Accumulated wax is often present in a normal ear canal. It can prevent proper inspection of the skin lining the canal or ear drum, and its presence can interfere with diagnostic testing. Excessive wax blocking an ear canal can cause hearing loss and therefore affect the results of pure tone audiometry or interfere with the free passage of water during the caloric test. Flakes of wax may also block the small soft rubber ear probes used with tympanometry, Eustachian tube function and Otoacoustic emission testing.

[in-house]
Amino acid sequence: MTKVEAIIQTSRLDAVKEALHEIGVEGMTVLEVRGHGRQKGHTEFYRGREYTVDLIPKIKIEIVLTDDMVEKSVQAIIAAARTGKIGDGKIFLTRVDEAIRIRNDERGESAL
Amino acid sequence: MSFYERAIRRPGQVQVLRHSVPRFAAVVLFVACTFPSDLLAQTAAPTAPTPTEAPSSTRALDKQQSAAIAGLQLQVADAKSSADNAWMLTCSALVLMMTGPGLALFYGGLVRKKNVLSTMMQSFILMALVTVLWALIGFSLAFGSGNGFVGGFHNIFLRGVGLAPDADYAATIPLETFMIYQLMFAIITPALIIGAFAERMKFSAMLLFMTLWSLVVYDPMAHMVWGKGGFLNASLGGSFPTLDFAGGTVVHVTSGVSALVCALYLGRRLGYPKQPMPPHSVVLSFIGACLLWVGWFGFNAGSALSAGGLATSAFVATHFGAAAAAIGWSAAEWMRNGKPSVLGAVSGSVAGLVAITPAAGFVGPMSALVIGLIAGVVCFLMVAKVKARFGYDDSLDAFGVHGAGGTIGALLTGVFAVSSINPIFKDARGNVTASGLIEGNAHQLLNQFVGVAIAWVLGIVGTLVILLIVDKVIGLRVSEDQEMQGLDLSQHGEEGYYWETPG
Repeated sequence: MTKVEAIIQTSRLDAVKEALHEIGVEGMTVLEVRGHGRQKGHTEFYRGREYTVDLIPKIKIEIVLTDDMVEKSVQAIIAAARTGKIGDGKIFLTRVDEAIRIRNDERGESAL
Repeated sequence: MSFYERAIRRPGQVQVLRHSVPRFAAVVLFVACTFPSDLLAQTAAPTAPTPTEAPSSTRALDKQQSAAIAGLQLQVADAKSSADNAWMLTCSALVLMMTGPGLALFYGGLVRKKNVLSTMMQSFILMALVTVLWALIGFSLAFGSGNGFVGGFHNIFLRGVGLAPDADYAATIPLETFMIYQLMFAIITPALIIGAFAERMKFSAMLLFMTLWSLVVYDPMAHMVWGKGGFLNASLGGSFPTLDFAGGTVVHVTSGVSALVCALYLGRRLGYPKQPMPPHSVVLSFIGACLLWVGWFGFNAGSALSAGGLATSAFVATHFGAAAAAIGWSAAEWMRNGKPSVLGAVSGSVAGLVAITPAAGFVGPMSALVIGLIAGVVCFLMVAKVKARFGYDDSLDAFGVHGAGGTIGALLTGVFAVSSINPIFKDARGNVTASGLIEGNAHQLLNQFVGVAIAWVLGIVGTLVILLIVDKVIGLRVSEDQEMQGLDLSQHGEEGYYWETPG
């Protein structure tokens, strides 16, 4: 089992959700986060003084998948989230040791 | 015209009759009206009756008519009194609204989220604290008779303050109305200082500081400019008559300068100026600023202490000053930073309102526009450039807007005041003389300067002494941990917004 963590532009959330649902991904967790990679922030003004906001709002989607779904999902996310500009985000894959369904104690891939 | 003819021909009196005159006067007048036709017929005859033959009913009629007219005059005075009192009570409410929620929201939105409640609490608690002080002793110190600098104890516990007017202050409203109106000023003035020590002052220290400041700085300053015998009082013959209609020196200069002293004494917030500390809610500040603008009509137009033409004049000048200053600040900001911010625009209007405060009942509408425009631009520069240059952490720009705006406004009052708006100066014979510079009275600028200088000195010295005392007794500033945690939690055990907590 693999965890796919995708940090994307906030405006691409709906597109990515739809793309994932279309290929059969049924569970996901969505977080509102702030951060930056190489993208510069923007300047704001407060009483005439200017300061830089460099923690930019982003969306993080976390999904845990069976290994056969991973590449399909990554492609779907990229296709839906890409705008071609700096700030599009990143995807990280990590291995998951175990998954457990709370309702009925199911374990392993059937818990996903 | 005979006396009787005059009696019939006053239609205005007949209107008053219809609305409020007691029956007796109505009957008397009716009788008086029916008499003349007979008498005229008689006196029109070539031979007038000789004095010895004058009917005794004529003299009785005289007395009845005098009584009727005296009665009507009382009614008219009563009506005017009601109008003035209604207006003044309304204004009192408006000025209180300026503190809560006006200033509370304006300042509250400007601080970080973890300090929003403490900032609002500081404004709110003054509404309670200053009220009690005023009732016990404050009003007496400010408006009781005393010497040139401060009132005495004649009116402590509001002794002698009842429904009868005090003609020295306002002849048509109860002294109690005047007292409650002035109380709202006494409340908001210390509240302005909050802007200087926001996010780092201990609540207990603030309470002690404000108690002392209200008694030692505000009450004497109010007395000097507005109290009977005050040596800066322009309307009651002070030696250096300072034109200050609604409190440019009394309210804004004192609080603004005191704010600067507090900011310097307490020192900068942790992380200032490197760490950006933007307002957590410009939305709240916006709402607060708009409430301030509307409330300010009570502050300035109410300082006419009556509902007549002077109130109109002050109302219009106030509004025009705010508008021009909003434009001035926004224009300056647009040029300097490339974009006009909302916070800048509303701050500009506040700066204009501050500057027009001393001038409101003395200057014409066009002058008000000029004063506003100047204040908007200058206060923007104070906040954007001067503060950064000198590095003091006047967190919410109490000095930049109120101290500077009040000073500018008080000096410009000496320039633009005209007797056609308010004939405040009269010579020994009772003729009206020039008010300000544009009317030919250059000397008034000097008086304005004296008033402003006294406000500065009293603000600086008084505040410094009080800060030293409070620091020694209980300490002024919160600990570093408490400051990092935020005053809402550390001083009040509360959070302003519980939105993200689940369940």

Typically wax is removed by inserting a small suction device through a sterile plastic speculum using the microscope, a procedure termed microsuction. This is normally a painless procedure. Syringing the ear canals with clean warm water has been a traditional method for removing wax, but requires special care or this procedure may result in permanent damage to the ear. ENT surgeons are reluctant to recommend syringing because there may be underlying problems obscured by the wax, such as a perforated or weak ear drum, which significantly increases the risk of causing permanent damage or infection.